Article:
Some media have been critical of the process and the limited evidence disclosed to date but others have betrayed the historic bias of their reporting on Maori issues. Indeed their willingness to accept the term "Maori terrorist" is similar to the ease with which they label Maori as the majority of child abusers when the evidence actually proves otherwise.

The willingness of many politicians to also characterise the raids as "anti-terrorist" is a regrettable act of fear-mongering and many Maori sympathise with the comedian Mike King’s comment that low poll ratings prompted the need to "bash some more Maori".

What are some of the concerns raised by the operation?

The arrests raise fundamental human rights issues because they seem to equate activism with terrorism and thus have the potential to inhibit a basic democratic right.

The briefing given by the Security Intelligence Service to the Leader of the Opposition also rekindles an earlier concern that the expanded definition of "threat to national security" in the SIS Amendment Act could become a mandate to limit political dissent.

The fact that most of those arrested are Maori and the nature of the incursion into Tuhoe raises particular concerns.

It was only in Tuhoe that the Police chose to blockade and lock down an entire community. Although only four arrests were made, Ruatoki was in fact subjected to a quasi-military dawn raid that did not occur anywhere else.

As the mother of one young Tuhoe family stated, her inability to leave the area and the appearance of the black-garbed officers "was like being terrorised when we were innocent".

The result has been a particular trauma and suspicion which now has the very real potential to damage broader race relations.

The blurring in official accounts of what transpired is also of concern because it can be seen as a minimising of the hurt done to innocent parties. For example the denial by officials that armed officers boarded a vehicle carrying Tuhoe children dismisses the evidence of the whanau and driver involved and thus belittles the extent of the trauma.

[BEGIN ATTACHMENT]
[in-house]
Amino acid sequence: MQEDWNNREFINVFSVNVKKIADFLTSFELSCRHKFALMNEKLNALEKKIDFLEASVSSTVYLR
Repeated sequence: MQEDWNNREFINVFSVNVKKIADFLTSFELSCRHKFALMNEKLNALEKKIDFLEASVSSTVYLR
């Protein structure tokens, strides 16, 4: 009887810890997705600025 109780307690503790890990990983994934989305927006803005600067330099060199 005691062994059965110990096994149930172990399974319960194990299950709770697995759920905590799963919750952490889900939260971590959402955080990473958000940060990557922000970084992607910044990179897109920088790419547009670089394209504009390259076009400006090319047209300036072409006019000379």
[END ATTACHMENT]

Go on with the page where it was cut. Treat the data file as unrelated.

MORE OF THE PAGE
The experience and perception of injustice is consequently increased among the people concerned and adds to the historical burden of grievance.

Are there historical parallels?


Maori see symmetries between the Terrorism Suppression Act and the 1863 Suppression of Rebellion Act. The targeting of mainly Maori as “terrorists’ in fact mirrors the earlier legislative labelling of those Iwi who resisted the land confiscations as "rebels".

Tuhoe see particular parallels with the fatal Police raid on Maungapohatu in 1916. The unthinking or deliberately provocative setting up of the latest Police roadblock on the confiscation line simply added to the grievance and the sense of colonising déjà vu.

Indeed there is a sad resonance in the submission made in the Urewera claim before the Waitangi Tribunal that even though Tuhoe never signed the Treaty of Waitangi they have always known that any questioning of the Crown would be met with a "harsh and prejudicial whim ... that has characterised them as treasonous enemies".

Where to now?

The court process will unfold and claims may also be laid with such bodies as the Human Rights Commission and the UN Special Rapporteur on the Rights of Indigenous Peoples.

The possible human rights abuses may also be linked to the Crown’s failure to support the Declaration on Indigenous Rights and to encourage international opposition to the government’s lobbying for a seat on the UN Human Rights Council.


Regardless of whether any substantive evidence of terrorism is uncovered the operation has created division and unnecessary upset for hundreds of ordinary people.

As Tariana Turia has noted, many commentators also worry whether the operation is merely a softening up exercise for even more hard-line security measures and greater infringement of human rights. That is untenable in terms of the Treaty of Waitangi, and unacceptable in terms of good relationships between Maori and others.

Vigilance and genuine security should never be at the expense of human rights, and concerns about any Maori activity should never be used to justify the overt use of colonising power.

Sir James Henare once said that Maori have come too far not to go further, and there is no justice in forcing our people back into the old mists of fear and doubt.

Moana Jackson

NZ "terrorism" in perspective   |   Peace Movement Aotearoa